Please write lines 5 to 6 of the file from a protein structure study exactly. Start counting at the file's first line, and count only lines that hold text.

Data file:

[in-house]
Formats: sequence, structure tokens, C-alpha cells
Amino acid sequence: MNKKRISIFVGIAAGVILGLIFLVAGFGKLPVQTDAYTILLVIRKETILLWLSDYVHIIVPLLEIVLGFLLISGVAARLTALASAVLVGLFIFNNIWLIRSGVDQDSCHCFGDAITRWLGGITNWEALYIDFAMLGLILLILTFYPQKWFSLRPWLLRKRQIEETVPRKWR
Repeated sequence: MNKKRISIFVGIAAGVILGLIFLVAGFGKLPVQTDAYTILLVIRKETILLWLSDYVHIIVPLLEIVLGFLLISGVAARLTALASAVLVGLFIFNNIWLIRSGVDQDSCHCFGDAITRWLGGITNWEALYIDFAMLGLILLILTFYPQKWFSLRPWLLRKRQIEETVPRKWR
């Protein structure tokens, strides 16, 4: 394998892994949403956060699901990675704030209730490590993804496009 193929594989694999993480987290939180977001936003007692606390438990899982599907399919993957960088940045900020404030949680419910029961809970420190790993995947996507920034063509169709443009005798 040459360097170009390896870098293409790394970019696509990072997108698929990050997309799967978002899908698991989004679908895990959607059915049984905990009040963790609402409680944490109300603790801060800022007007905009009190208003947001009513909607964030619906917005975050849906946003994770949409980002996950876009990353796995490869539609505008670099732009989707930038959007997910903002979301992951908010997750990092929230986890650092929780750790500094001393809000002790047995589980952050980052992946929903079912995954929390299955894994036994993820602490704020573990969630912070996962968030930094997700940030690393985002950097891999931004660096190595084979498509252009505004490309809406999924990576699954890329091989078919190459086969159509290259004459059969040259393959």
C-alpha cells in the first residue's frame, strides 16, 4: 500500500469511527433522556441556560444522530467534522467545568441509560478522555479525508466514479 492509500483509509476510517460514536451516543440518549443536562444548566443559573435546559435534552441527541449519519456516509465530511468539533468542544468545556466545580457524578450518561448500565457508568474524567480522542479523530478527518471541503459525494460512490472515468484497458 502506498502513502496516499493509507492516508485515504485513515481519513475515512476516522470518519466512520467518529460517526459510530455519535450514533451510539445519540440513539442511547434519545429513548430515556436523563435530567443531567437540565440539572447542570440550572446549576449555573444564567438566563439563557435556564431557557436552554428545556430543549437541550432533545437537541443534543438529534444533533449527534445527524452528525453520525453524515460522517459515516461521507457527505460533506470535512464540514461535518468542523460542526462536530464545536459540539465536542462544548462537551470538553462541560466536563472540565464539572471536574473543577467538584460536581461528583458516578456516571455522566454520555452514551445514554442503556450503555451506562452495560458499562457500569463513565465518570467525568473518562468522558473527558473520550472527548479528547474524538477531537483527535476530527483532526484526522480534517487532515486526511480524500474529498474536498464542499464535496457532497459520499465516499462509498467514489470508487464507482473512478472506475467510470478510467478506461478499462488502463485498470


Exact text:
């Protein structure tokens, strides 16, 4: 394998892994949403956060699901990675704030209730490590993804496009 193929594989694999993480987290939180977001936003007692606390438990899982599907399919993957960088940045900020404030949680419910029961809970420190790993995947996507920034063509169709443009005798 040459360097170009390896870098293409790394970019696509990072997108698929990050997309799967978002899908698991989004679908895990959607059915049984905990009040963790609402409680944490109300603790801060800022007007905009009190208003947001009513909607964030619906917005975050849906946003994770949409980002996950876009990353796995490869539609505008670099732009989707930038959007997910903002979301992951908010997750990092929230986890650092929780750790500094001393809000002790047995589980952050980052992946929903079912995954929390299955894994036994993820602490704020573990969630912070996962968030930094997700940030690393985002950097891999931004660096190595084979498509252009505004490309809406999924990576699954890329091989078919190459086969159509290259004459059969040259393959």
C-alpha cells in the first residue's frame, strides 16, 4: 500500500469511527433522556441556560444522530467534522467545568441509560478522555479525508466514479 492509500483509509476510517460514536451516543440518549443536562444548566443559573435546559435534552441527541449519519456516509465530511468539533468542544468545556466545580457524578450518561448500565457508568474524567480522542479523530478527518471541503459525494460512490472515468484497458 502506498502513502496516499493509507492516508485515504485513515481519513475515512476516522470518519466512520467518529460517526459510530455519535450514533451510539445519540440513539442511547434519545429513548430515556436523563435530567443531567437540565440539572447542570440550572446549576449555573444564567438566563439563557435556564431557557436552554428545556430543549437541550432533545437537541443534543438529534444533533449527534445527524452528525453520525453524515460522517459515516461521507457527505460533506470535512464540514461535518468542523460542526462536530464545536459540539465536542462544548462537551470538553462541560466536563472540565464539572471536574473543577467538584460536581461528583458516578456516571455522566454520555452514551445514554442503556450503555451506562452495560458499562457500569463513565465518570467525568473518562468522558473527558473520550472527548479528547474524538477531537483527535476530527483532526484526522480534517487532515486526511480524500474529498474536498464542499464535496457532497459520499465516499462509498467514489470508487464507482473512478472506475467510470478510467478506461478499462488502463485498470